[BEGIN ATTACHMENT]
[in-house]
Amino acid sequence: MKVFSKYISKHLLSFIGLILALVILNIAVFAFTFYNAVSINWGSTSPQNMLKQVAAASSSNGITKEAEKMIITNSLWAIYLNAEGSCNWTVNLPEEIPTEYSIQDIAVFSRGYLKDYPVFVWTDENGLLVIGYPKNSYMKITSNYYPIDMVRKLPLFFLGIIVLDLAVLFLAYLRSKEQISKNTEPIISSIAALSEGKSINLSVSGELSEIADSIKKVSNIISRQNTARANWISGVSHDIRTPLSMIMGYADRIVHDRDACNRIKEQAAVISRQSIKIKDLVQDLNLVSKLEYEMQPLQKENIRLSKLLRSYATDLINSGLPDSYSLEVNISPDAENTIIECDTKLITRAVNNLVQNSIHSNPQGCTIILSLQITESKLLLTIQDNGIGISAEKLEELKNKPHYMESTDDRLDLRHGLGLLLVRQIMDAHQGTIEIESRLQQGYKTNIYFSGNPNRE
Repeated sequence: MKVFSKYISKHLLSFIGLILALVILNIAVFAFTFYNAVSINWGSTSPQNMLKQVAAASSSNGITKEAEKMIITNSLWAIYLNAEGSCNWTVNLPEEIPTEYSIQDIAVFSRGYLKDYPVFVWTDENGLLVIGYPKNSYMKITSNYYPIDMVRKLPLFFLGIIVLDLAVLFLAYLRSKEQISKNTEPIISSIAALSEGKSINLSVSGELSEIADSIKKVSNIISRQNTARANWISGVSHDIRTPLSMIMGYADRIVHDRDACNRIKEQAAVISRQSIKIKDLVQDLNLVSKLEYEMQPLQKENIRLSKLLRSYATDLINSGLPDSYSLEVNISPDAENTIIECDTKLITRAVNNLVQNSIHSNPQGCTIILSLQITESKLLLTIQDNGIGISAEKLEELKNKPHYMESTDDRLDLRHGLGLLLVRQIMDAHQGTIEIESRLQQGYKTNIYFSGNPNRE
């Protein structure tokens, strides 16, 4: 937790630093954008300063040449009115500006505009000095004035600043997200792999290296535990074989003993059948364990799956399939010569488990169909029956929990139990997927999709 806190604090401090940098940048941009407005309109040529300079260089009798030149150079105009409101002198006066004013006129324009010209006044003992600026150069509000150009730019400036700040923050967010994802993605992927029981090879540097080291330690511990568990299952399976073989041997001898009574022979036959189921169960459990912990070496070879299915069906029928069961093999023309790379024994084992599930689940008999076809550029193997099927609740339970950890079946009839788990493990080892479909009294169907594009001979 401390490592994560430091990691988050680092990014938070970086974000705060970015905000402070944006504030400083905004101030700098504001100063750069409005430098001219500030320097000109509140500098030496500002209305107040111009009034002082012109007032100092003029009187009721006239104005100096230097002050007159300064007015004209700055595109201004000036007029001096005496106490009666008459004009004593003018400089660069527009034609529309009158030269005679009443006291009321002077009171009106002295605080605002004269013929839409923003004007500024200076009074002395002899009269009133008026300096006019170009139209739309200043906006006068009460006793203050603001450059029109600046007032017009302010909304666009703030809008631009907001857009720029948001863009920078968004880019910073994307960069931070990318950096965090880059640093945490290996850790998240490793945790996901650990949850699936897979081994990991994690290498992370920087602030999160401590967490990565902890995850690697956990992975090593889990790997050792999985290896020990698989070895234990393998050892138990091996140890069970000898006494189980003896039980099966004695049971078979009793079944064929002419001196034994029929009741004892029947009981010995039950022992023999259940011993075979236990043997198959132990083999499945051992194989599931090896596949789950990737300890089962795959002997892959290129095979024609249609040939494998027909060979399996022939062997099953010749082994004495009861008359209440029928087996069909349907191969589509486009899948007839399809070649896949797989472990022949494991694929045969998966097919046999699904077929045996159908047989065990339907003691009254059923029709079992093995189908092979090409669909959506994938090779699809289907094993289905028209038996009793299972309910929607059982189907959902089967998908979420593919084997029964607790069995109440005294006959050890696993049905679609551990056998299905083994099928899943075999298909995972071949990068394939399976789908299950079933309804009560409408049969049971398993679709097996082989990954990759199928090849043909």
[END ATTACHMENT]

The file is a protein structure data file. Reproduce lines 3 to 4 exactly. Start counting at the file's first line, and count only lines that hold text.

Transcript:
Repeated sequence: MKVFSKYISKHLLSFIGLILALVILNIAVFAFTFYNAVSINWGSTSPQNMLKQVAAASSSNGITKEAEKMIITNSLWAIYLNAEGSCNWTVNLPEEIPTEYSIQDIAVFSRGYLKDYPVFVWTDENGLLVIGYPKNSYMKITSNYYPIDMVRKLPLFFLGIIVLDLAVLFLAYLRSKEQISKNTEPIISSIAALSEGKSINLSVSGELSEIADSIKKVSNIISRQNTARANWISGVSHDIRTPLSMIMGYADRIVHDRDACNRIKEQAAVISRQSIKIKDLVQDLNLVSKLEYEMQPLQKENIRLSKLLRSYATDLINSGLPDSYSLEVNISPDAENTIIECDTKLITRAVNNLVQNSIHSNPQGCTIILSLQITESKLLLTIQDNGIGISAEKLEELKNKPHYMESTDDRLDLRHGLGLLLVRQIMDAHQGTIEIESRLQQGYKTNIYFSGNPNRE
């Protein structure tokens, strides 16, 4: 937790630093954008300063040449009115500006505009000095004035600043997200792999290296535990074989003993059948364990799956399939010569488990169909029956929990139990997927999709 806190604090401090940098940048941009407005309109040529300079260089009798030149150079105009409101002198006066004013006129324009010209006044003992600026150069509000150009730019400036700040923050967010994802993605992927029981090879540097080291330690511990568990299952399976073989041997001898009574022979036959189921169960459990912990070496070879299915069906029928069961093999023309790379024994084992599930689940008999076809550029193997099927609740339970950890079946009839788990493990080892479909009294169907594009001979 401390490592994560430091990691988050680092990014938070970086974000705060970015905000402070944006504030400083905004101030700098504001100063750069409005430098001219500030320097000109509140500098030496500002209305107040111009009034002082012109007032100092003029009187009721006239104005100096230097002050007159300064007015004209700055595109201004000036007029001096005496106490009666008459004009004593003018400089660069527009034609529309009158030269005679009443006291009321002077009171009106002295605080605002004269013929839409923003004007500024200076009074002395002899009269009133008026300096006019170009139209739309200043906006006068009460006793203050603001450059029109600046007032017009302010909304666009703030809008631009907001857009720029948001863009920078968004880019910073994307960069931070990318950096965090880059640093945490290996850790998240490793945790996901650990949850699936897979081994990991994690290498992370920087602030999160401590967490990565902890995850690697956990992975090593889990790997050792999985290896020990698989070895234990393998050892138990091996140890069970000898006494189980003896039980099966004695049971078979009793079944064929002419001196034994029929009741004892029947009981010995039950022992023999259940011993075979236990043997198959132990083999499945051992194989599931090896596949789950990737300890089962795959002997892959290129095979024609249609040939494998027909060979399996022939062997099953010749082994004495009861008359209440029928087996069909349907191969589509486009899948007839399809070649896949797989472990022949494991694929045969998966097919046999699904077929045996159908047989065990339907003691009254059923029709079992093995189908092979090409669909959506994938090779699809289907094993289905028209038996009793299972309910929607059982189907959902089967998908979420593919084997029964607790069995109440005294006959050890696993049905679609551990056998299905083994099928899943075999298909995972071949990068394939399976789908299950079933309804009560409408049969049971398993679709097996082989990954990759199928090849043909």